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An Effective WMS Deployment Team Means an Effective Deployment

Properly building a warehouse management system (WMS) deployment team is one of the critical components that directly correlates to successful implementations.  Despite its importance, organizations often overlook this key component.

WMS deployments are sometimes viewed as an information technology (IT) issue – after all it is a software deployment.  But the WMS has many tentacles and touches several parts of the organizations they support, including IT, operations, sales, customer service, manufacturing, finance and more.

In other cases, there is an expectation that the software vendor or third-party software consultant should be responsible for the implementation.  This is a dangerous proposition because it divorces the organization from ownership of a key business application.  WMS vendor support – and often third-party consultant support – is valuable because these are subject matter experts who have deployment experience.  But they are also temporary resources in that they will move on to the next project while the organization has to live with the software deployed.

Finally, many businesses find it difficult to allocate the internal resources necessary to support a WMS deployment.  Many are discouraged by the expected resource commitment.  Based on experience, this is the primary roadblock to building an effective WMS team.  What is often not understood are the types of resources/skillsets needed and the expertise and level of effort required from each.

What Kind of Resources Are Needed?

There are three groups of resources that organizations should be prepared to fill to support a WMS implementation.  The first group is the steering committee.  The steering committee is made up of senior leadership – typically Directors and Vice Presidents.  The overall Program Manager is included in this group along with representatives from the software vendor and the third-party consultant.  As is the case with most steering committees, the purpose is to meet periodically to review project milestone status, issues, schedule, budget and progress with the Program Manager.  Meetings are held at appropriate intervals to disseminate information but not disrupt progress.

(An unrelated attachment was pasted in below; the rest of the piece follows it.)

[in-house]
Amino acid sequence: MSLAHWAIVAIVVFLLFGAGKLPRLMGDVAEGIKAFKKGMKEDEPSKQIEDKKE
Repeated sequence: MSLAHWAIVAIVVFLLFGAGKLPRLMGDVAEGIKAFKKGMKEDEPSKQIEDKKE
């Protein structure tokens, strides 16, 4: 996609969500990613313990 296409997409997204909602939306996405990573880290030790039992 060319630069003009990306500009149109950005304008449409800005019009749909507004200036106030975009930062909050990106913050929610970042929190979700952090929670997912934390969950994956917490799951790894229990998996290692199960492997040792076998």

The next group of is the technical/IT team.  This group may have its own Project Manager who works with the overall Program Manager.  Within this group is an applications team.  They are tasked with learning the software code to ensure that it is functioning properly.  In time they become responsible for deploying patches/upgrades.  Next there is the technical infrastructure team.  These are the hardware specialists, network administrators, database administrators, etc.  They are responsible for making sure the hardware (e.g. servers, databases, network connections, etc.) functions properly to support the application.  The rise of cloud WMS deployments has minimized the need for applications and technical infrastructure team resources.  The last component of the technical/IT team is the integration team.  These are interface developers and specialists.  Their core responsibility is to make sure the WMS application communicates properly with other key business systems such as enterprise resource planning (ERP).

Finally, there is the implementation team.  This team is commonly referred to as the “Core Team”.  Again, this group may have its own Project Manager who works with the overall Program Manager.  The core team is made up of resources that represent daily users of the system.  Here you will find a diverse background of resources.  As mentioned above, a WMS has many tentacles, so we often recruit resources from various parts of the organization to be on the core team.  The primary role of the core team is to put the system through its paces via vigorous testing to ensure that it is ready to be used.  This is also the primary avenue of the knowledge transfer.  Typically, core team members transition into the training leaders for end-users, i.e., warehouse operations staff.

Key Considerations

The next step after building out the project team is to document the expected effort estimate.  This varies significantly based on several factors such as; complexity of the project, vendor experience and availability, and the use of third-party consultants to augment internal teams.

There are several key considerations to keep in mind when estimating the effort required for WMS team resources:

  • Understand that in some cases resources can fill more than one role
  • Keep in mind that while some roles require full time equivalents, this may be addressed by assigning multiple resources used on a part-time basis
  • Identify and provide extra support for high-risk tasks
  • The WMS project team members have day jobs – be sure to plan for backfilling!
  • Don’t overlook personnel’s vacations and holidays.
  • Understand and clearly communicate travel requirements
  • All project work estimates should be based on input from experienced, qualified resources and adjustments to forecasted work estimates must reflect learning curves and potential risks when allocating resources with inadequate skill sets

Keeping these key considerations in mind will provide a solid foundation for informed effort estimates when building your project team and planning for deployment.
—Howard Turner, St. Onge Company

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